Vintage Pulp Jul 18 2017
WAY OFF TRACK
Looks like she's well past the tipping point.


Any successful concept has the potential to become a cage for a crime author. Jack Dolph wrote the successful 1948 mystery Odds-On Murder about race tracks and their associated environs, and returned to that milieu for 1950's Murder Makes the Mare Go. In 1952's Hot Tip, for which you see the 1957 Phantom Books cover art above, Dolph is still hanging around the track, where a jockey dies in a sweatbox trying to make weight for a race, and his buddy Doc Connor sets about proving it was murder. There are suspects—the wife who stood to inherit insurance bucks, the estranged brother, and shady gamblers, while artsy Broadway types provide extra color.

Dolph used Doc Connor for all his horse books, with the character's interest in racing legitimizing his constant moonlighting as a sleuth when he probably should have been inoculating babies and reading x-rays. We described these concepts as a cage for authors, but that's our personal bias intruding. Dolph might have loved writing about racing. But either he or the public tired after his fourth foray and fifth novel overall, 1953's Dead Angel, at which point Dolph went out to pasture.

The art on the 1957 edition from Australia's Phantom Books is interesting but uncredited. The British edition from Boardman Books, just above, has nice cover art as well, painted by Denis McLoughlin. And the original art was reconstituted by Horwitz Publications, also Australia based, for usage on the front of Carter Brown's The Tigress, from 1961, below. Though actually, based on the quality of the art, Phantom's Hot Tip art looks like the copy, but the publication dates we have say Phantom was first.

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Vintage Pulp Jul 17 2015
ULTIMATE FIGHTING
Vintage paperback violence gets up close and personal.


We have another collection today as we prepare to jet away on vacation with the girls. Since the place we’re going is known for rowdy British tourists (what place isn’t known for that?), we thought we’d feature some of the numerous paperback covers featuring fights. You’ll notice, as with our last collection, the preponderance of French books. Parisian publishers loved this theme. The difference, as opposed to American publishers, is that you almost never saw women actually being hit on French covers (we’d almost go so far as to say it never happened, but we’ve obviously not seen every French paperback ever printed). The French preferred man-on-man violence, and when women were involved, they were either acquitting themselves nicely, or often winning via the use of sharp or blunt instruments.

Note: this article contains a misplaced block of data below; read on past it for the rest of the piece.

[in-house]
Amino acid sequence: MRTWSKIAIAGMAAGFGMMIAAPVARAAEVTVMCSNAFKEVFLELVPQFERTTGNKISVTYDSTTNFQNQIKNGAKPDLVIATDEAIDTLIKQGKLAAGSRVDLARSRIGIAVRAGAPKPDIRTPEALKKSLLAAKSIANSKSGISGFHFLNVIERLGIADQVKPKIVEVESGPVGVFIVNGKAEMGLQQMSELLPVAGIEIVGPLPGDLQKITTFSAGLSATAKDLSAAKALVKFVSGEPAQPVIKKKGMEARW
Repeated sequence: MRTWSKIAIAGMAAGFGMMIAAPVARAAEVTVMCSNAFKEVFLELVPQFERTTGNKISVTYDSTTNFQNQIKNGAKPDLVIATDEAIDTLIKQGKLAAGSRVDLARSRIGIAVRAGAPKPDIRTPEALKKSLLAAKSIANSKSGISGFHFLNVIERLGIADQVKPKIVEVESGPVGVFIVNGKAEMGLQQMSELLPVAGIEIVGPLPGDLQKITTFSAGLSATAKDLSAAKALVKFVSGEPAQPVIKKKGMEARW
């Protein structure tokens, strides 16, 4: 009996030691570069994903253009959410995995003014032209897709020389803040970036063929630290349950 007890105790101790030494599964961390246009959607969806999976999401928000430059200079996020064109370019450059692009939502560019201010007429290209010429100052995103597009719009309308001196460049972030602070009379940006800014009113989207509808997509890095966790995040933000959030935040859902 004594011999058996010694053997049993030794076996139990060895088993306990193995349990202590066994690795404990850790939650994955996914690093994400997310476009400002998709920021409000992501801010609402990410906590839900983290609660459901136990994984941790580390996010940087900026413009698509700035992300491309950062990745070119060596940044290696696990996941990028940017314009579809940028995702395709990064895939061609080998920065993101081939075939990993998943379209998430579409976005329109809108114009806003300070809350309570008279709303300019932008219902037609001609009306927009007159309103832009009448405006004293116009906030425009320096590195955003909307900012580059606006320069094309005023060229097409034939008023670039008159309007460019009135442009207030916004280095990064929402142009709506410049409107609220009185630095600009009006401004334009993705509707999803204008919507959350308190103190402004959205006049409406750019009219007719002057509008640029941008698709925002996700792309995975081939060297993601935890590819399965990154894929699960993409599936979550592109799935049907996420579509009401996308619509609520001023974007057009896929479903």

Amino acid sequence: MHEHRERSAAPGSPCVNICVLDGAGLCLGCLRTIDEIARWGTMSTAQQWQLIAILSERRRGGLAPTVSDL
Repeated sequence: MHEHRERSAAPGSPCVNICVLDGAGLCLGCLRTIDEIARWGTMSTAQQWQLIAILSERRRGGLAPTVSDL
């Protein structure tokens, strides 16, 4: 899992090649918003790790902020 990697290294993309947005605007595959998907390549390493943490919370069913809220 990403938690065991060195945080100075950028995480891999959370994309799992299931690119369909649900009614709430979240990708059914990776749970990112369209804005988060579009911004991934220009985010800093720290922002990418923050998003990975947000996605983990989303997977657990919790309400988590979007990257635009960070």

Violence against women is and has always been a serious problem in the real world, but we’re just looking at products of the imagination here, which themselves represent products of the imagination known as fiction. Content-wise, mid-century authors generally frowned upon violence toward women even if they wrote it into their novels. Conversely, the cover art, stripped of literary context, seemed to glorify it. Since cover art is designed to entice readers, there’s a valid discussion here about why anti-woman violence was deemed attractive on mid-century paperback fronts, and whether its disappearance indicates an understanding of its wrongness, or merely a cynical realization that it can no longer be shown without consequences. We have another fighting cover here, and you may also want to check out our western brawls here.


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History Rewind
The headlines that mattered yesteryear.
March 19
1931—Nevada Approves Gambling
In the U.S., the state of Nevada passes a resolution allowing for legalized gambling. Unregulated gambling had been commonplace in the early Nevada mining towns, but was outlawed in 1909 as part of a nationwide anti-gaming crusade. The leading proponents of re-legalization expected that gambling would be a short term fix until the state's economic base widened to include less cyclical industries. However, gaming proved over time to be one of the least cyclical industries ever conceived.
1941—Tuskegee Airmen Take Flight
During World War II, the 99th Pursuit Squadron, aka the Tuskegee Airmen, is activated. The group is the first all-black unit of the Army Air Corp, and serves with distinction in Africa, Italy, Germany and other areas. In March 2007 the surviving airmen and the widows of those who had died received Congressional Gold Medals for their service.
March 18
1906—First Airplane Flight in Europe
Romanian designer Traian Vuia flies twelve meters outside Paris in a self-propelled airplane, taking off without the aid of tractors or cables, and thus becomes the first person to fly a self-propelled, heavier-than-air aircraft. Because his craft was not a glider, and did not need to be pulled, catapulted or otherwise assisted, it is considered by some historians to be the first true airplane.
1965—Leonov Walks in Space
Soviet cosmonaut Aleksei Leonov leaves his spacecraft the Voskhod 2 for twelve minutes. At the end of that time Leonov's spacesuit had inflated in the vacuum of space to the point where he could not re-enter Voskhod's airlock. He opened a valve to allow some of the suit's pressure to bleed off, was barely able to get back inside the capsule, and in so doing became the first person to complete a spacewalk.
March 17
1966—Missing Nuke Found
Off the coast of Spain in the Mediterranean, the deep submergence vehicle Alvin locates a missing American hydrogen bomb. The 1.45-megaton nuke had been lost by the U.S. Air Force during a midair accident over Palomares, Spain. It was found resting in nearly three-thousand feet of water and was raised intact on 7 April.
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